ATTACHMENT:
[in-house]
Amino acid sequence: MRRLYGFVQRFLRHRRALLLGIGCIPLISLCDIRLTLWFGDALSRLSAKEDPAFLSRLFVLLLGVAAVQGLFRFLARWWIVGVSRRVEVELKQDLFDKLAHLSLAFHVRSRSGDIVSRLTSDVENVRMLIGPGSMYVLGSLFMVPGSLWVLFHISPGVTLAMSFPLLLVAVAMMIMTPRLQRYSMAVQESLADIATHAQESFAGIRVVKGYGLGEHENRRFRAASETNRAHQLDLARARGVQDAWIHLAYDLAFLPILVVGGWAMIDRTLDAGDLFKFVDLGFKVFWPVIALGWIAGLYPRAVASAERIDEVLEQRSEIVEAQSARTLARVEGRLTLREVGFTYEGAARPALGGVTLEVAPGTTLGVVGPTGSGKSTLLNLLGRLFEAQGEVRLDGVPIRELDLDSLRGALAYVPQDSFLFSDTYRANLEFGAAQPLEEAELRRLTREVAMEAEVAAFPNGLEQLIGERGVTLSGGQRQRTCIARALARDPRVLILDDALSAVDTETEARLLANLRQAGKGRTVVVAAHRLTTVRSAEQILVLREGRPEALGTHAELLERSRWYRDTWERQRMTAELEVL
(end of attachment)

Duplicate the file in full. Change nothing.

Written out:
[in-house]
Amino acid sequence: MRRLYGFVQRFLRHRRALLLGIGCIPLISLCDIRLTLWFGDALSRLSAKEDPAFLSRLFVLLLGVAAVQGLFRFLARWWIVGVSRRVEVELKQDLFDKLAHLSLAFHVRSRSGDIVSRLTSDVENVRMLIGPGSMYVLGSLFMVPGSLWVLFHISPGVTLAMSFPLLLVAVAMMIMTPRLQRYSMAVQESLADIATHAQESFAGIRVVKGYGLGEHENRRFRAASETNRAHQLDLARARGVQDAWIHLAYDLAFLPILVVGGWAMIDRTLDAGDLFKFVDLGFKVFWPVIALGWIAGLYPRAVASAERIDEVLEQRSEIVEAQSARTLARVEGRLTLREVGFTYEGAARPALGGVTLEVAPGTTLGVVGPTGSGKSTLLNLLGRLFEAQGEVRLDGVPIRELDLDSLRGALAYVPQDSFLFSDTYRANLEFGAAQPLEEAELRRLTREVAMEAEVAAFPNGLEQLIGERGVTLSGGQRQRTCIARALARDPRVLILDDALSAVDTETEARLLANLRQAGKGRTVVVAAHRLTTVRSAEQILVLREGRPEALGTHAELLERSRWYRDTWERQRMTAELEVL